After a year of planning, four days of bottle sorting and three marathon days of tasting spirits, the mood coming out of the 2016 Judging of Craft Spirits was that this was our best judging ever… until next year.
A total of 645 spirits were entered, more than ever before. The sorting and cataloguing of bottles went with barely a hitch. Years of working with a solid corps of judges paid off as all the panels got down to business quickly. New glassware provided by Glenncairn performed beyond expectations, helping the judges to easily and accurately discern aromas and flavors. The backroom staff functioned like a well-oiled machine. And the venue provided a welcome island away from the rest of the world, with comfortable environs, clean air, ample space and good light. But most importantly, the variety and level of spirits was nonpareil.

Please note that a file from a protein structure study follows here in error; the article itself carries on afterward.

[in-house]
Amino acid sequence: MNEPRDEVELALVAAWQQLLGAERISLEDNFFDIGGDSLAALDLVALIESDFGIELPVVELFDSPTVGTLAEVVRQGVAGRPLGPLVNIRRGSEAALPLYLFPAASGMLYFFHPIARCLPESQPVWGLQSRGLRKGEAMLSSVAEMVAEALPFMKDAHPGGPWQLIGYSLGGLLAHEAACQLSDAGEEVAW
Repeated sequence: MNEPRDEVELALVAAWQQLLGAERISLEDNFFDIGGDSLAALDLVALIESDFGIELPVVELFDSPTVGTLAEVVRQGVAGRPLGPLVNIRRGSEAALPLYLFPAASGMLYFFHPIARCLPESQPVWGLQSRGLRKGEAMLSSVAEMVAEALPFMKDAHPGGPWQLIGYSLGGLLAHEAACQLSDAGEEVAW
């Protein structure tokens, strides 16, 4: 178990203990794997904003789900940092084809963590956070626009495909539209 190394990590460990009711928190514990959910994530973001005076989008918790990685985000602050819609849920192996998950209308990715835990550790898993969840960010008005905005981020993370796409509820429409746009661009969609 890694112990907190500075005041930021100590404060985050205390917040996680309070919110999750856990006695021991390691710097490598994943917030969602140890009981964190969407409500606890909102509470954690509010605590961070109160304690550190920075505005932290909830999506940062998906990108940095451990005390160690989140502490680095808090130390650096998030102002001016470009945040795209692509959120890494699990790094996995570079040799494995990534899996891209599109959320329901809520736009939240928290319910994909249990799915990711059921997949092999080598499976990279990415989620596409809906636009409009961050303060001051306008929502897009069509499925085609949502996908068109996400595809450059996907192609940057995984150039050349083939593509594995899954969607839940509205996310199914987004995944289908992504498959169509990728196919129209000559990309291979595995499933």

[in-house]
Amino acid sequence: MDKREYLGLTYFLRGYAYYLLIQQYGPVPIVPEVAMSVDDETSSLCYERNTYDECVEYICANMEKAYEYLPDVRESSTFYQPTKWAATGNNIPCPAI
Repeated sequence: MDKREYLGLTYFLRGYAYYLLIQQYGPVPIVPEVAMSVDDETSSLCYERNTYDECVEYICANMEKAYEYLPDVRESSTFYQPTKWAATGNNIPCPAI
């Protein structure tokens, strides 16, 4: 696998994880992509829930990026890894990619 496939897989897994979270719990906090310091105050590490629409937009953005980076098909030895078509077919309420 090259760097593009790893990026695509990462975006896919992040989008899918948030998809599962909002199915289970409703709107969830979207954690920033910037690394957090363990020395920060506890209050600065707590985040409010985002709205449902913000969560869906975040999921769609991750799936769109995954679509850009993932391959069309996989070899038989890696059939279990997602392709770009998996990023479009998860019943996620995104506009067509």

Distillers earned 13 double-gold, 48 gold, 111 silver and 110 bronze medals. The most-awarded distillery was Heritage Distilling Company, of Gig Harbor, WA, who brought in 20 awards, including two best of class, six best of category and seven gold medals.
For the first time, ADI opened the judging to international entries from any continent. Spirits came in from countries as varied as Finland and South Africa. One Italian entry, Turin Vermouth, tied with Minnesota’s Tattersall Distilling for second most awards, with eight.
At the awards gala in San Diego, the hometown distillery, Ballast Point Brewing and Distilling garnered six awards and another hometown distillery, Malahat Spirits, walked away with the best of class rum. Two James Spirits, Tamworth Distilling, Still 630 and New Holland Spirits all earned five awards.
Only 43.7% of the spirits received medals, one of the lowest percentages of any spirits judging. ADI is proud that our judges are discerning and any medals awarded designate exceptional spirits to be proud of. What follows is a list of 282 exceptional spirits to be proud of… and enjoyed.